K2 Black Panther Tanks for ACR: Korean Solution for Czech Problems
The year is 2025 and soldiers from the 73rd Tank Battalion from Přáslavice dust off T-72M1 tanks, trying to keep them running for a little longer. The reservists do not have anything to practice on. The T-72M4CZ version and its last functional piece were transported to Lešany. The fire control system still works in that one, so let's show it off at least at the beginning of the museum season. Is this fiction? So far, yes, but maybe not for long if the army cuts continue.
"A wise ruler... would rather lose a battle with his own army than win it with somebody else's, because he knows that a victory won by somebody else's weapons is not a real victory," said Niccolo Machiavelli, an Italian politician and writer 500 years ago. This piece of wisdom remains relevant even nowadays, and from the point of view of military purchases and tenders, the year 2025 is really round the corner. However, times have advanced and foreign weapons with the involvement of the domestic defence industry do make sense today. Licensed production, 40% share of state-owned enterprises is now a common requirement in tenders.
Looking beyond the place of origin of the K2 Black Panther tank (The Republic of Korea), we see a modern, sophisticated tank that has only been in production for a couple of years. It is just not some extension of obsolete technology. Just to give you some perspective. The Abrams M1 tank has been in production since 1979, and the Leopard 2 as well. The Israeli Merkava tank in the latest version of the Mk3 has been manufactured since 1983, or rather since 1989 considering the development and termination of the Mk2 model. Compared to the above-mentioned tanks, the South Korean K2 is significantly lighter (it weighs about 55 tons) and is significantly more modern. As has already been mentioned, the production of the K2 tank was started in 2013. Weight is not a negligible criterion if we focus on the load bearing capacity of bridges, etc. The above-mentioned rival tanks weigh in the range of 64-75 tons. With its weight, the K2 tank is closest to the current ACR armament, i.e. the T-72M4CZ tank, which weighs 48 tons. The performances of both tanks are at least comparable to the competition and the crew of the K2 tank also has the same arrangement to which the ACR is accustomed, i.e. driver, shooter and commander.
In terms of expansion, K2 is a newcomer. There are only a few dozen pieces so far, but there is talk of Poland’s interest, where the K2 tank is said to be the main favourite in the Polish tender for 800 new tanks. One K2 tank costs over 8.8 million US dollars, which is about 218 million Czech crowns at the current unfavourable exchange rate. This is not little, but a significant price reduction can be expected with a larger volume of demand within Europe. And that is not unrealistic. According to the available information, there is an absolute shortage of Leopard 2, so it cannot be purchased. We cannot buy the Merkava either, the Abrams is past its prime and it is unlikely that the Czech Army would create the demand for the Challenger tanks from Britain, the Leclerc from France or the Ariette from Italy. There is also no point in talking about equipment from Russia and the T-90 or T-14 Armata tank. The Russian army itself has major problems with its supply, and it is logical that overall purchases from Russia are not (and probably never will be) on the agenda.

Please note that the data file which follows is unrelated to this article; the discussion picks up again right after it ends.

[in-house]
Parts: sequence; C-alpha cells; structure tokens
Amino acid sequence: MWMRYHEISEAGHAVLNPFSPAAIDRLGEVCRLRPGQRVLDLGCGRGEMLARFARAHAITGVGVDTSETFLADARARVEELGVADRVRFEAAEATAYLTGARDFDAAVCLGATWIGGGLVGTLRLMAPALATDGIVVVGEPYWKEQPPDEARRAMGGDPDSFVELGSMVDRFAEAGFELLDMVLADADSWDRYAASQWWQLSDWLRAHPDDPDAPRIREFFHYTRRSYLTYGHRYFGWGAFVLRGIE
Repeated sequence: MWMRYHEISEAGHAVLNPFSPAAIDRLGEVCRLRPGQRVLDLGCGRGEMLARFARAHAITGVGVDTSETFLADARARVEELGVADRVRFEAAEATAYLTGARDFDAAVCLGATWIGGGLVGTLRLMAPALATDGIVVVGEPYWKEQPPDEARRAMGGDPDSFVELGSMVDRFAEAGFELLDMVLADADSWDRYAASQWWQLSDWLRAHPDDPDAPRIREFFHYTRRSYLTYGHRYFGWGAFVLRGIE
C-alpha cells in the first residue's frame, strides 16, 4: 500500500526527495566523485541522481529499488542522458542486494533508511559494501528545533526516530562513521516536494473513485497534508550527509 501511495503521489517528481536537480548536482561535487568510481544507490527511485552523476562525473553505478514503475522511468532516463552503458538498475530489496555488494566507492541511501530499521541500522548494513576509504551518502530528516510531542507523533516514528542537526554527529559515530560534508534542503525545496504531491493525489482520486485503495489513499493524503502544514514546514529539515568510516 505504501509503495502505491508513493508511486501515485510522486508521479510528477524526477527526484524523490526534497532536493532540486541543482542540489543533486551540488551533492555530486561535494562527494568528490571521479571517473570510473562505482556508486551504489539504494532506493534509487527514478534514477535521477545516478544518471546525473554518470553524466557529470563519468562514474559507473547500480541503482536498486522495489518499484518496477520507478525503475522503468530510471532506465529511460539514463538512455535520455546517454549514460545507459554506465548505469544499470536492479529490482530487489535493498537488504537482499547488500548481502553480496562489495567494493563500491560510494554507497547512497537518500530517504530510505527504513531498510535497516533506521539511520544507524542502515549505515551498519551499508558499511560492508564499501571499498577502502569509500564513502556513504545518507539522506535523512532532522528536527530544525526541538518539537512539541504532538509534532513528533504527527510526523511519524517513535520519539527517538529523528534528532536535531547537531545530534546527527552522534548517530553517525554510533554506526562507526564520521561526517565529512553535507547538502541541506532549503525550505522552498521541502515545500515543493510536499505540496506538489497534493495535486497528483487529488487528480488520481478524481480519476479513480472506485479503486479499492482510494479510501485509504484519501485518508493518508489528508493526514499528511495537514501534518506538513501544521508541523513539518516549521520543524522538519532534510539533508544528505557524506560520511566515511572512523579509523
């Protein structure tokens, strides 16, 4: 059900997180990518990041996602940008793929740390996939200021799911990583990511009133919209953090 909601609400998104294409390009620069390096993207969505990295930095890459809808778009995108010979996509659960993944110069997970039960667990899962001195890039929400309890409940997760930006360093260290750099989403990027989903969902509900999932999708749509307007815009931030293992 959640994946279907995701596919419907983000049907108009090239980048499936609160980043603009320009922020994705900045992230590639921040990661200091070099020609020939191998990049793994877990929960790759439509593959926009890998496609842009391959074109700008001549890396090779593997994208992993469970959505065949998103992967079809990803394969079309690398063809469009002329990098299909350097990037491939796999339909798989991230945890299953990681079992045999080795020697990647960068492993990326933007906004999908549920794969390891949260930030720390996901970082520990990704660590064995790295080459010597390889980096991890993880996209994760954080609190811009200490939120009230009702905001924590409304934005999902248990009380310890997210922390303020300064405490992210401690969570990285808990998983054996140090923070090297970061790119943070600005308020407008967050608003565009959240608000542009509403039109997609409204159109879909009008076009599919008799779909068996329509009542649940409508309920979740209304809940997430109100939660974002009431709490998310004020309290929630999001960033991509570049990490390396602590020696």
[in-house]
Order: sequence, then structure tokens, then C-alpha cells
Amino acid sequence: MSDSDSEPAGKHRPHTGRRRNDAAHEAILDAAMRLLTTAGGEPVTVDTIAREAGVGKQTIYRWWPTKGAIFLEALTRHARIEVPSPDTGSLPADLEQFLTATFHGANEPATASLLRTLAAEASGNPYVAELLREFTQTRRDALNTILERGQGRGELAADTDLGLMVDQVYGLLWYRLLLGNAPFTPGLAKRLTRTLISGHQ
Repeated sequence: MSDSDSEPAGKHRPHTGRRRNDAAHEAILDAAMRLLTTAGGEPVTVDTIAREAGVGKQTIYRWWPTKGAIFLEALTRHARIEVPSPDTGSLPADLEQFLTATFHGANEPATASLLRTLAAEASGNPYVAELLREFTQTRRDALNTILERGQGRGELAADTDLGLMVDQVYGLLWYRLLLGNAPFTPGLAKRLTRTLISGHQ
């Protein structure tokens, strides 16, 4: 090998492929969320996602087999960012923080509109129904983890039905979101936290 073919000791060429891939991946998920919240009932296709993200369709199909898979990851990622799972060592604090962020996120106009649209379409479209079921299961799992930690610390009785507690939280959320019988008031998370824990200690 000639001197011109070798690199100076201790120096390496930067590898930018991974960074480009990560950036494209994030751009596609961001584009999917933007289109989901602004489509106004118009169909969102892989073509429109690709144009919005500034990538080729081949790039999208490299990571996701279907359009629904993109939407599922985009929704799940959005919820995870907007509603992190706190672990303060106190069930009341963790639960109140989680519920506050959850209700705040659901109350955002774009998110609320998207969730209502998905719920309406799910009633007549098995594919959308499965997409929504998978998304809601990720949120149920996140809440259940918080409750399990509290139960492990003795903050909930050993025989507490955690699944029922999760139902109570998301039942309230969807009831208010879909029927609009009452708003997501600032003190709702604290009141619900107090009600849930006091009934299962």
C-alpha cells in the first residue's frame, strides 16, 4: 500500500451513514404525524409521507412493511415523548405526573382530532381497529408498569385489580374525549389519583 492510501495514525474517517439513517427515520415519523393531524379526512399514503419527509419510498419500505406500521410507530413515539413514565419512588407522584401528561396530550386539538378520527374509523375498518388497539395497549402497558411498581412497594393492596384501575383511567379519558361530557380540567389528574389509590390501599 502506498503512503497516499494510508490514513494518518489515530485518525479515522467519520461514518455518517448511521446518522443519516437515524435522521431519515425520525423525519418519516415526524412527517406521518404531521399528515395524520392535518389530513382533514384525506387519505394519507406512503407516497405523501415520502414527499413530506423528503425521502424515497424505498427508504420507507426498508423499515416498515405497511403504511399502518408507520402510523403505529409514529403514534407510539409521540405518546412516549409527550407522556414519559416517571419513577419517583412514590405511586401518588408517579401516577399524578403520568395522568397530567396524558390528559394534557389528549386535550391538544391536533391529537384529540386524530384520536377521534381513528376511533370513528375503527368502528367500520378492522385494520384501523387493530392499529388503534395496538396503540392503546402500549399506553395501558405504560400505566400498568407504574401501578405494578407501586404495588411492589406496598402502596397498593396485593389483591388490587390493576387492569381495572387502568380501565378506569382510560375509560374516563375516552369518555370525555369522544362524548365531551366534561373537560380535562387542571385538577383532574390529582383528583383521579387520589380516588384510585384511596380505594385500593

But back to the K2 tank. Its main weapon is a 120mm Rheinmetall L55 cannon with a smooth bore barrel, which is manufactured under license in South Korea. It can also use KSTAM (Korean Smart Top-Attack Munition) anti-tank missiles with "shoot and forget" technology. Secondary armament includes machine guns caliber 12.7 and 7.62 mm. The Black Panther is powered by a twelve-cylinder 1500 hp diesel, which allows it to travel at speeds of up to 70 km/h. This makes it a tad bit faster than most of the competitors. The commander and shooter have the use of modernized display systems from K1 series tanks. The safety of the crew is ensured by layered armour, with the possibility of adding reactive armour, either explosive or non-explosive. There is a warning system (MAWS) installed on the turret, which warns about approaching guided missiles, together with radar jamming equipment and radar (RWR) and laser (LWR) warning receivers. The chances of survival of the crew are further increased by the on-board fire suppression system.
Video: K2 Black Panther tank in action | YouTube
And the fact that K2 is from South Korea? In the end, it should not even matter. If the order is placed, a significant share of production will be taken care of by the domestic industry. After all, for example, the state enterprise VOP CZ has considerable experience with this. Most of the current tanks and IFV for the ACR were manufactured or modernized here. The production of most Pandurs also took place here, and last but not least, with regard to foreign cooperation, VOP CZ is an important supplier for the NIMR company and has been producing armoured cabs for AJBAN 440A vehicles for more than two years. Another possible domestic participation in the production of the K2 tank can be ensured by the industrial holding CZECHOSLOVAK GROUP (CSG), as proven by the presence of the South Korean company Hyundai Rotem at the CSG stand at the international military exhibition MSPO 2018 in Poland, where South Koreans together with CSG promoted their K2 tank Black Panther.